28 June 2017
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U Street: A Snapshot

When I was growing up in DC, U Street wasn’t cool, it was scary. Because it was scary, it was affordable. And because it was affordable, my father lived there, and so did I (every other weekend and on Wednesdays, anyway). Although it was rough, I didn’t mind at all – it was live! My Dad would pick me up from Capitol Hill (my more permanent home), and we’d ride the metro to the U Street station and amble over to 15th; with every walk, I’d encounter Polly’s.

Founded in the early 90s, Polly’s was a dingy, subterranean dive bar at 1342 U St., NW. My first memory of actually going there (rather than walking by and peering in) was at age 10. I went there for brunch with my mother and stepdad on a warm spring morning, enjoying the cast of harmless drunks, young bloods and fly girls walking by. No one was in a hurry. This was pre-Williams, pre-9/11, pre-revitalization en masse. DC was still DC to me, then.

Because of how things have changed, I rarely venture to the U-Street corridor and don’t even think of going there in the daytime. This past Saturday, however, I did the unthinkable: I walked along the strip between 13th and 14th to observe and was shocked to see that Polly’s is no more. Same body, different soul; it is now Desperados. I looked in to see barstools stacked on tall tables and was greeted by a small chalkboard abounding with errors (‘Monday is Bud Knight Bud-Light Budwiser [sic] 1.75’).

The area is now a mishmash of sleek new restaurants and older establishments on their last legs; there seems to be an unending battle of wills between developers and the existing establishment, however paltry. Tabaq, a hip bistro owned by Moroccan restaurateur Jamal Sahri (he is also the proprietor of Utopia and Soussi), is juxtaposed by Peking Express, a humble takeout joint. Its façade is chipping paint and littered by decipherless graffiti. Two digital signs announce the existence of an ATM; a splashy poster advertises Bubble Milk Tea. Rust-colored flower pots on either side of the entrance are blooming with dewy, anonymous annuals.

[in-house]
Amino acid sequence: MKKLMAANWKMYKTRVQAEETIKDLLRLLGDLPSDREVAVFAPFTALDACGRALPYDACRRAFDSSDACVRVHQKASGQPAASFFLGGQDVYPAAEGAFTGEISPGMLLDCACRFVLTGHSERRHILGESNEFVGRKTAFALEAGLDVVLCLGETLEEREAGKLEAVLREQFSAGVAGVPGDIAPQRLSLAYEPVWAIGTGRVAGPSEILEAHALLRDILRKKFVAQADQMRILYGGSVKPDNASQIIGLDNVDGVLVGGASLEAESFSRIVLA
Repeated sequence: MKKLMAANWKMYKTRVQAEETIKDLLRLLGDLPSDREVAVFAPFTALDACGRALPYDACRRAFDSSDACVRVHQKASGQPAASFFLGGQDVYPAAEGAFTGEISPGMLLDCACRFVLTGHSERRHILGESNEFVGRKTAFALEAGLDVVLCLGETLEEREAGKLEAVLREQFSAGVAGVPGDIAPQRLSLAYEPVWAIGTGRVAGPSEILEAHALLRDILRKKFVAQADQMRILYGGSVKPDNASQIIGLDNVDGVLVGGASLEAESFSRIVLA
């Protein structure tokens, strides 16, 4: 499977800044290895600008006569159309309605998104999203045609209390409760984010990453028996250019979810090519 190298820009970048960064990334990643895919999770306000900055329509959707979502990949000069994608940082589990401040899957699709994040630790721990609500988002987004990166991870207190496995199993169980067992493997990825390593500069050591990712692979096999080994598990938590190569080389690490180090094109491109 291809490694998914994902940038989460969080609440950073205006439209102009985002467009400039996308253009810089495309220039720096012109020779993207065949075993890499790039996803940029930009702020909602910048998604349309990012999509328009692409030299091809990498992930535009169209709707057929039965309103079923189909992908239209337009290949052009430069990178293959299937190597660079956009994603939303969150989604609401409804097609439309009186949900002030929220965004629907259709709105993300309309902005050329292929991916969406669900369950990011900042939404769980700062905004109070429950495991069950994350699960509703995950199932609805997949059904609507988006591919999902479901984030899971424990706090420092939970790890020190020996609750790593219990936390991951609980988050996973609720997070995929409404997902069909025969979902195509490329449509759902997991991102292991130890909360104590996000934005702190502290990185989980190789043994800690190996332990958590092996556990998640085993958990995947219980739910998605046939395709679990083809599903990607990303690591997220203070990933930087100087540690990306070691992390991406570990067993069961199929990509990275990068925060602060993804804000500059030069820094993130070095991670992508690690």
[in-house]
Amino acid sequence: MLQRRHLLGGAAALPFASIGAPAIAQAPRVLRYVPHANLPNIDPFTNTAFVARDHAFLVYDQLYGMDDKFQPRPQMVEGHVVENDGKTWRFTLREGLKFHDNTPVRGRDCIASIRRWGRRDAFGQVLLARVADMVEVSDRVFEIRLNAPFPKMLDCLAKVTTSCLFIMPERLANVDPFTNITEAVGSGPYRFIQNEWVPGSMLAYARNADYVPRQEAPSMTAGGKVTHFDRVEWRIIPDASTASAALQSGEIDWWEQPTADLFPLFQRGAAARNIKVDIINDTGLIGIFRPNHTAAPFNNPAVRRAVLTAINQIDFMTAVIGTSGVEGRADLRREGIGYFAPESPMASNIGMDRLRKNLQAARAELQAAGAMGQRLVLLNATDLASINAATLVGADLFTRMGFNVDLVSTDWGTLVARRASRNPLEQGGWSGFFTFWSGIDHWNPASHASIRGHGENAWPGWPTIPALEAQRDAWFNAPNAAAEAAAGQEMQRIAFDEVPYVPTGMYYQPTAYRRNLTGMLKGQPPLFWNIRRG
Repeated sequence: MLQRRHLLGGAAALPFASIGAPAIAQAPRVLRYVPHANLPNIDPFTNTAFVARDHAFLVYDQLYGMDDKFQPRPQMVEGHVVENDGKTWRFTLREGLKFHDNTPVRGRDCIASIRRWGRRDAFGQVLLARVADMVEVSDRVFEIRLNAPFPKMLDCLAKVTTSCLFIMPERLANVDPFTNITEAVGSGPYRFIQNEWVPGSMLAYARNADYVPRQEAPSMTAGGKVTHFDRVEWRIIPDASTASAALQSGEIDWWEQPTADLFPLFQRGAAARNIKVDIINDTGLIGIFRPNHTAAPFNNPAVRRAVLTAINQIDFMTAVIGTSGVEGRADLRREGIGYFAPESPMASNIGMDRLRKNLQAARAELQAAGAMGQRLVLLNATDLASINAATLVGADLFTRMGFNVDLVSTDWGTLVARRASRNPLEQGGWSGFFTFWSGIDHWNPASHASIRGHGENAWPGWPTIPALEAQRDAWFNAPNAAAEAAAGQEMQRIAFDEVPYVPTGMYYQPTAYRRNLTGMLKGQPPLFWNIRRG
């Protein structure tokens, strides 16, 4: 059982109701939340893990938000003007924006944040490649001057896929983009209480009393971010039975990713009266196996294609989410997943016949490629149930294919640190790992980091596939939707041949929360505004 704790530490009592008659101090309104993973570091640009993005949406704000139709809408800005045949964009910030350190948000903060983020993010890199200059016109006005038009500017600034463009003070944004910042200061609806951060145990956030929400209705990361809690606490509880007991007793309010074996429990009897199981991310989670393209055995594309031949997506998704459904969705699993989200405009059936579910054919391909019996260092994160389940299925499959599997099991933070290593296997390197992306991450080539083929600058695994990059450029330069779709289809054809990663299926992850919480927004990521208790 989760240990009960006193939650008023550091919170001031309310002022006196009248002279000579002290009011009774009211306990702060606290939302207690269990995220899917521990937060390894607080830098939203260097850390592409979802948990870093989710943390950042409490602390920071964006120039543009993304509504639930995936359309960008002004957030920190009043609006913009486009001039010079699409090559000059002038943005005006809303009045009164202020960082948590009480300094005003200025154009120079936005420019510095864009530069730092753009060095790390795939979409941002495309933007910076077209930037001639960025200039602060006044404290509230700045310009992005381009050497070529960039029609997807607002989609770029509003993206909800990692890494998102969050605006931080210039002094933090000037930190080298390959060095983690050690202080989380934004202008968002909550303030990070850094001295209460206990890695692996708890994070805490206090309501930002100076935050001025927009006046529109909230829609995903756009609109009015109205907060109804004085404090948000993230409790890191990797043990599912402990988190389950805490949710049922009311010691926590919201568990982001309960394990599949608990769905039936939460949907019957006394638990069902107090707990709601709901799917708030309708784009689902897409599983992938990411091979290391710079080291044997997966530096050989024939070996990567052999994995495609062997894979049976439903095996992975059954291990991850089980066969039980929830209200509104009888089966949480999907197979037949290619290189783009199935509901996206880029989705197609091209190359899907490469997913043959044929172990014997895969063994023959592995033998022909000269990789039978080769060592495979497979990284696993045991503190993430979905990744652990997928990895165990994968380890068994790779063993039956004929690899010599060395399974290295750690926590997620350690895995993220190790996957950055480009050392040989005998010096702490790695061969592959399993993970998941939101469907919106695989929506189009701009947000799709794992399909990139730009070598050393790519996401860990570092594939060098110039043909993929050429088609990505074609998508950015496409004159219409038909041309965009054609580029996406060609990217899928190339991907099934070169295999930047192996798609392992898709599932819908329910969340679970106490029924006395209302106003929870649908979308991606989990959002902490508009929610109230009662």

Reflecting this example of uneasy cohabitation, the area’s population seems to exist at odds. There are young women carrying yoga mats briskly walking along; older men quietly reminiscing; gaggles of yuppie couples excitedly headed to brunch; and mean-faced kids looking suspicious.

For each new business electric with expectation, there is – in response – a papered window and a storefront littered with cigarette butts. From within these papered exteriors, you can sometimes hear the sound of construction, but usually not. After an hour of looking around, I wonder: Where is the finish line? Who will be the victor? And who – most importantly, perhaps – is organizing the race?

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